Tigits hopes to dial down the online dating creep factor
I've never tried online dating, but I know friends and family members who have. And while I've heard a lot of lovely stories about people finding a soulmate (mostly via eHarmony commercials),horror stories are just as common. Toronto entrepreneur Sean Miller heard many of these horror stories while on his own search for love online, and it led him to wonder how many of these women were giving out their phone numbers to less-than-desirable men. So he decided to build a way for women to give out their phone number to potential suitors without compromising their privacy.
Toronto-based Tigits provides a secondary, changeable phone number to people who are looking for security and privacy on their phone. Subscribers' real phone number is masked by a set of temporary digits (hence Tigits - get it?). I entered my name and phone number, and in about 10 seconds I had my new Tigits phone number and voicemail PIN. Finally, anonymity is mine!
The Tigits number allows you to call out from your permanent number by calling your Tigits number, waiting for the prompt, and then dialing the number you wish to call. That person only sees your Tigits number displayed, and if someone calls you it displays your Tigits number so you know someone is using it. If you pick up a Tigits call a voice prompt will tell you who's calling and ask if you want to accept - if you don't, the person on the other end will be none the wiser.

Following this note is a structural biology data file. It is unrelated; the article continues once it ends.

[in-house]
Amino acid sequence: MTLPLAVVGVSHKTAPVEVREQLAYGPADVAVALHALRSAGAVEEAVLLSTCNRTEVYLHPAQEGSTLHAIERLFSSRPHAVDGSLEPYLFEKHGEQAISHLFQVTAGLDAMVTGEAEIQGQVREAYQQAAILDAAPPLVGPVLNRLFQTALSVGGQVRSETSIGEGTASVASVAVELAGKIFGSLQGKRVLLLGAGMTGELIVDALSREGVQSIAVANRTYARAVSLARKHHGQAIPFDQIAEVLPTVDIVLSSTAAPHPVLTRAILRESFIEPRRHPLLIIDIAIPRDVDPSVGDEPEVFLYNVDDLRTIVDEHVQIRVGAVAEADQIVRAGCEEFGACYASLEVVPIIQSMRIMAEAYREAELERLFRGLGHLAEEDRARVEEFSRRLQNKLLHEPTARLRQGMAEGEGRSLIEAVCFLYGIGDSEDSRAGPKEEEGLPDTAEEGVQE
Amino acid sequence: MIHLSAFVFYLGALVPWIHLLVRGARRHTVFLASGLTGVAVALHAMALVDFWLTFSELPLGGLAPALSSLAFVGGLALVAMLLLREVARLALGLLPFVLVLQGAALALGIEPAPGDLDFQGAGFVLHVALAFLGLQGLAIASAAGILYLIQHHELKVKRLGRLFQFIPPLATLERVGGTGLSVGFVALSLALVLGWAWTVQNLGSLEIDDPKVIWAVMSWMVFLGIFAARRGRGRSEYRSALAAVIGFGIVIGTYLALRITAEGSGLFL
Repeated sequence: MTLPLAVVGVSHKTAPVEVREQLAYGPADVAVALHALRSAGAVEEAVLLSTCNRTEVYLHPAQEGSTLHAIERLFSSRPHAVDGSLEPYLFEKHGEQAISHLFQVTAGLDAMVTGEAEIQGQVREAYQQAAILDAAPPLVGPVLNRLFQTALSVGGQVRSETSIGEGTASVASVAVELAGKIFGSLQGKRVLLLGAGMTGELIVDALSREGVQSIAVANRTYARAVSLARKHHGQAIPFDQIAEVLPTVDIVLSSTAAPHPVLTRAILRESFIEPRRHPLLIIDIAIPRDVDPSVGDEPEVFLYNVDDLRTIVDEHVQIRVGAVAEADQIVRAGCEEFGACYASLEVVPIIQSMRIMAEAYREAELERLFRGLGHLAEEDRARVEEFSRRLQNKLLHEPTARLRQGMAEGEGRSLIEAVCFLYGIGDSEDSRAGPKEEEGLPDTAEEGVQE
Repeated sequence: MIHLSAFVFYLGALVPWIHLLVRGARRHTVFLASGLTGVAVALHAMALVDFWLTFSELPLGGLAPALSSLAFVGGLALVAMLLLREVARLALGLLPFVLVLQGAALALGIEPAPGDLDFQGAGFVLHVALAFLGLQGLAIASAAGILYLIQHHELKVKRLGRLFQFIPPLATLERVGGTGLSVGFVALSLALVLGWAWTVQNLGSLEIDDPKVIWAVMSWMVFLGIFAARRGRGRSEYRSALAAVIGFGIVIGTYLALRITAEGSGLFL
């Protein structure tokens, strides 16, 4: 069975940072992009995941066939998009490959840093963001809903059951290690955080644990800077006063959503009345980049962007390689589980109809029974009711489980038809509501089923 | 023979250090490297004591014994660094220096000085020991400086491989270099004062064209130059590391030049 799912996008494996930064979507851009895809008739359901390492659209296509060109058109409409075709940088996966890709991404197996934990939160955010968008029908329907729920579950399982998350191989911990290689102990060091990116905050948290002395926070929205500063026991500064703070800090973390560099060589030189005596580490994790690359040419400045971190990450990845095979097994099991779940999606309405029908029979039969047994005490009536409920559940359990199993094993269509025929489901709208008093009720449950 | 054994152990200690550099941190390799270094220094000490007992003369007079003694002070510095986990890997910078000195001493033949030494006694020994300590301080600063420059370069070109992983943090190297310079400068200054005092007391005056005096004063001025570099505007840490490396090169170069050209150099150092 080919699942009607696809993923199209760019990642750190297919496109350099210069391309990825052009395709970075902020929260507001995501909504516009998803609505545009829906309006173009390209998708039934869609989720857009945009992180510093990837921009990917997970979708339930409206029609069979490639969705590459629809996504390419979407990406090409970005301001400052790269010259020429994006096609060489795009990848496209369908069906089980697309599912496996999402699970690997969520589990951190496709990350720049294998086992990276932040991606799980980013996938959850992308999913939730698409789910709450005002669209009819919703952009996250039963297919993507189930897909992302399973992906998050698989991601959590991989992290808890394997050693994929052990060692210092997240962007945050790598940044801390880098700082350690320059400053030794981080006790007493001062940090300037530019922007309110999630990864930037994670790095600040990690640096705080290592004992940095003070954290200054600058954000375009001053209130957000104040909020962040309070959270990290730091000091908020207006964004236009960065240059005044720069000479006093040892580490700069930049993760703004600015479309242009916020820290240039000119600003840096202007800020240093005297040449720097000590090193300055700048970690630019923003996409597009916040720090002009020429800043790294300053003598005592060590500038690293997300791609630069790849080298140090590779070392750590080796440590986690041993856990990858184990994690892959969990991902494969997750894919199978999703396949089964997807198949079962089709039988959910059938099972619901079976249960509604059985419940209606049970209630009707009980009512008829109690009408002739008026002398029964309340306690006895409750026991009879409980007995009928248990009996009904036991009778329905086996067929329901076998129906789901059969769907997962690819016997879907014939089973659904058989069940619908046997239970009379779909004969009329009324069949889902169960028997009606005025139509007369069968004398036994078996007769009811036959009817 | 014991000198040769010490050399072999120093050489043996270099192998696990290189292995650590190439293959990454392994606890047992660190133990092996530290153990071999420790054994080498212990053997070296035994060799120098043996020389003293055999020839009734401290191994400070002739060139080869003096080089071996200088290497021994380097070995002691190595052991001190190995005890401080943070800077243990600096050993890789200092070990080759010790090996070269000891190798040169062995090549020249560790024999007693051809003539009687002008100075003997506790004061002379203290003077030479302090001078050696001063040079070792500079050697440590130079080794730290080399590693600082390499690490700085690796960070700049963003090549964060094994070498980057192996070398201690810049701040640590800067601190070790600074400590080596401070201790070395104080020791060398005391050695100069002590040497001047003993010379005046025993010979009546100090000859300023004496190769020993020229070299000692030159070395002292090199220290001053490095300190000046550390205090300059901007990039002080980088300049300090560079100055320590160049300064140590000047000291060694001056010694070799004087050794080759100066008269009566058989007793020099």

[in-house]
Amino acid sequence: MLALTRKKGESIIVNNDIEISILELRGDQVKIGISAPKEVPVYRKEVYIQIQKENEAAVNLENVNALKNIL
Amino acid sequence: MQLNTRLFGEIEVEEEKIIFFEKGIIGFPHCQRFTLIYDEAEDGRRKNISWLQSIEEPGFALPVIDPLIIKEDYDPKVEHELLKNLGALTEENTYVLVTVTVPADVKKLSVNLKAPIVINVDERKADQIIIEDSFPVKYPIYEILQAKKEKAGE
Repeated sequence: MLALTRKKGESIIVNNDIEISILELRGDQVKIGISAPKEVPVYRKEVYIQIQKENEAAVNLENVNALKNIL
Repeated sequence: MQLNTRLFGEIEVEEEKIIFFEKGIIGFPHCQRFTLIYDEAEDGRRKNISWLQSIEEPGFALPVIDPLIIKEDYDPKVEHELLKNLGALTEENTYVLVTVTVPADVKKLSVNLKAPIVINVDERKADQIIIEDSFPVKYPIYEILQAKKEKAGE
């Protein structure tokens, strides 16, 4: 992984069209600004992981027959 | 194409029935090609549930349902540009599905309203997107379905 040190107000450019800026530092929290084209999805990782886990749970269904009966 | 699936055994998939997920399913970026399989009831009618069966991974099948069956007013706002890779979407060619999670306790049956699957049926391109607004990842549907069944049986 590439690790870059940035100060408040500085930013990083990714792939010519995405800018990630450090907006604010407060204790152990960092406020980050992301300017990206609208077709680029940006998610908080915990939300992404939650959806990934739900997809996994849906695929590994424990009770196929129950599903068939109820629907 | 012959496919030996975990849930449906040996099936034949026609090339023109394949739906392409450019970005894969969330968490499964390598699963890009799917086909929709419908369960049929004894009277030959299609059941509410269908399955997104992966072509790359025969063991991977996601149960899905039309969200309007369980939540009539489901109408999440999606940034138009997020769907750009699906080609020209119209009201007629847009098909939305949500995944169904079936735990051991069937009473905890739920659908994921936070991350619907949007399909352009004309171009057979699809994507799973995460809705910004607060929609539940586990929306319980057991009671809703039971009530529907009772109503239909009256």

Your number also comes with voicemail - if someone shady calls you can direct them to your Tigits voicemail, or you can direct calls automatically to your voicemail. You get an email every time you receive a Tigits voicemail, and you can get the messages e-mailed to you as an MP3 attachment. And if you gave your Tigits number to a bad first date who you no longer want to contact you, you can change your number (it's free to change it and you can do it as many times as you want). The price for the service ranges from $9.99 for one month to $6.95 per month for a year.
Tigits founder Sean Miller has a background in business development, and previously held positions at DoubleClick Canada and Excite Canada. "My passion is ideas and then going to make them happen," he says. "My strength is coming up with a sort niche for a market that is quite big and finding out what is missing from that market then going out, developing the idea, finding the right people and the right partner which is key to getting investment." Online dating provided the spark for his next big idea. "I was single and I was online dating and I really am a curious guy," he says. He would ask his dates about their past online dating faux pas, and found that many women had horror stories about guys who wouldn't take no for an answer and kept calling their phones. "That's when I got the idea," he says. "It just hit me."